August 28 is Red Wine Day — Are You Tasting Correctly?
East Texas has famous local wineries and restaurants that serve vintages from around the world. You've seen the snooty guy on TV who swirls and sniffs his wine, then swishes it around like mouthwash and you know that's not the look you're going for, but there is more to wine tasting than just sipping and swallowing. This August 28, pour a glass of red and enjoy it with these tips.
Let it Sit
Red wine should be decanted before you take the first sip. As wine is exposed to air, it becomes more mellow and smooth tasting. Don't just remove the cork from the bottle, you'll need to pour it into a wine glass or decanter. Old vintages shouldn't be left too long, but most wines need about an hour to properly aerate.
Stop and Observe
Wine glasses are designed both to let the wine breathe, to collect the wine's aroma and to allow you to observe its beauty. Pick up the glass by the stem so you don't leave fingerprints on the bowl or warm the wine with your body heat.
Look at the wine against a white background like a tablecloth, napkin or sheet of paper. Young red wine tends to be more purple or ruby in hue. If the wine has an orange tint, it's probably an older variety.
Why People Swirl Wine
Wine connoisseurs swirl wine to better appreciate its aroma or bouquet. As the liquid churns, it generates waves around the glass' inner edge. Outside wine is displaced toward the middle and oxygenation increases. The wine's aroma is more noticeable and its color easier to observe.
If the wine sticks to the outside edge a little as it swirls, it's said to have "legs." If it flows more like heavy cream you can describe it as "full-bodied." If not, it's "light."
How to Sniff Red Wine
I know, at this point you're probably ready to actually drink the wine, but on Red Wine Day don't shortchange yourself. You experienced it with your eyes, now expose your olfactory sense to red wine pleasure.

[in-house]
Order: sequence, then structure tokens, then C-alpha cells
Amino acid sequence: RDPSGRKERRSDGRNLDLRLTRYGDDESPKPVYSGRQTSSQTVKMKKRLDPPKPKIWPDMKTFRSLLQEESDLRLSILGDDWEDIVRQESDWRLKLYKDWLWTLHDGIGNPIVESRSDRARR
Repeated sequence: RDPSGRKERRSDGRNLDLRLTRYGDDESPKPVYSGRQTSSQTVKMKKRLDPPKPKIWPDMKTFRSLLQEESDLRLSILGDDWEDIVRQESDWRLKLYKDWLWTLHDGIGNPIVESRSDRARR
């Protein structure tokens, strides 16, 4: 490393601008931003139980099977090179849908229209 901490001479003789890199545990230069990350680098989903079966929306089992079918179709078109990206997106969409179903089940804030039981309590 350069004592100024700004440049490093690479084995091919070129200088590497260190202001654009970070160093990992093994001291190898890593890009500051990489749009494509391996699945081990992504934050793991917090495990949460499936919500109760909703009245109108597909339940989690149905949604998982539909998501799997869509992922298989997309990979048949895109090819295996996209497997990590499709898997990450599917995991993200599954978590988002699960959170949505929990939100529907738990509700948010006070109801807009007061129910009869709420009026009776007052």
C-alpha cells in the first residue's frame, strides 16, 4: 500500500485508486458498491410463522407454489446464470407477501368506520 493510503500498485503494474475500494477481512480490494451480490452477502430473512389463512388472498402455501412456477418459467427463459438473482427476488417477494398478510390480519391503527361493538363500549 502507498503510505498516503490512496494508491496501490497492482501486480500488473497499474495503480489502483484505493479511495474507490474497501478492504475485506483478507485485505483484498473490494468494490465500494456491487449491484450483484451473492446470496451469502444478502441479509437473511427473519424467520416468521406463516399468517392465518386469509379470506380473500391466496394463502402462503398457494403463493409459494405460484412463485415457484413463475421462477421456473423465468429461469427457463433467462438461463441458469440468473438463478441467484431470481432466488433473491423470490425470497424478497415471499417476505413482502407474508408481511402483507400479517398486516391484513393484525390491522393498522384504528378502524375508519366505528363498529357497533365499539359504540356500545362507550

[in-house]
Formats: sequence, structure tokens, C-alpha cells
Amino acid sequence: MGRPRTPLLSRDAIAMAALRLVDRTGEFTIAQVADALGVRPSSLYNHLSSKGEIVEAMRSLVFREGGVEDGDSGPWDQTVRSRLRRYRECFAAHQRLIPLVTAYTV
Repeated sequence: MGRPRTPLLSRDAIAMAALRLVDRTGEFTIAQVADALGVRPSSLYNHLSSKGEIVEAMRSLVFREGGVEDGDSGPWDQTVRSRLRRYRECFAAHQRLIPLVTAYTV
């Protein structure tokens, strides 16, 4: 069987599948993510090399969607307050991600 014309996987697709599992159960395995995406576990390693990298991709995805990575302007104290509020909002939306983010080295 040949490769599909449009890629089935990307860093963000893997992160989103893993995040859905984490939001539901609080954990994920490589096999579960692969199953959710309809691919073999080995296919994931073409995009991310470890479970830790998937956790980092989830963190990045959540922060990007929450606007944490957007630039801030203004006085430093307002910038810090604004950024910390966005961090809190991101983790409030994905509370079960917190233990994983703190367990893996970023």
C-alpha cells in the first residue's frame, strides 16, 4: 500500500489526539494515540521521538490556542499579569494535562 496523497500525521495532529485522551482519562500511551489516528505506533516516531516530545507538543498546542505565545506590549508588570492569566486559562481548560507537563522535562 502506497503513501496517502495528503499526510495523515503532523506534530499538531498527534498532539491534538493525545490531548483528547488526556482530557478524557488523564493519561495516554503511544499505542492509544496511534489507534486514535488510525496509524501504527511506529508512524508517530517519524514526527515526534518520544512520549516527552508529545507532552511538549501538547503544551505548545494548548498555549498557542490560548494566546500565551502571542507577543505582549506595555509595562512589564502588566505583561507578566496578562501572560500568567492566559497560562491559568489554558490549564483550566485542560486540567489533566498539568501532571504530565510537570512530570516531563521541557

Swirling vaporizes aromatic compounds, so after you swirl bring the glass to your nose quickly. Stick your nose inside and sniff, almost like you would smell a flower. Some people take a slow, deep inhale. Others sniff quickly. Keep your mouth open while you inhale so the scent almost trickles to your taste buds.
Then let your mind relax and see what the scent brings to mind. Do you think of fruit? smoke? Flowers? Scents from nature? Describe it to the people you're with. Bonus points if you use words like, "aroma" and "palate."
Tasting Red Wine
When you take your first sip, allow the wine to flow across your tongue, into the sides of your mouth and then down your throat. After you swallow, open your mouth and inhale to expose those parts of your mouth to fresh oxygen. Notice how the flavors change.
If you're new at wine tasting, read the label to find out what flavors might be present. Then see if you can pick them out. If the wine was aged in oak barrels, you might detect hints of vanilla or wood. Take your time and see if you can detect hints of raspberry, pear or chocolate.
Note what you like and don't like. Try different types of red wines to discover whether you like wines that are sweeter or drier.
Practice makes perfect, and there's no better time to start than Red Wine Day 2018. What do you think? Post your wine tasting advice in the comments.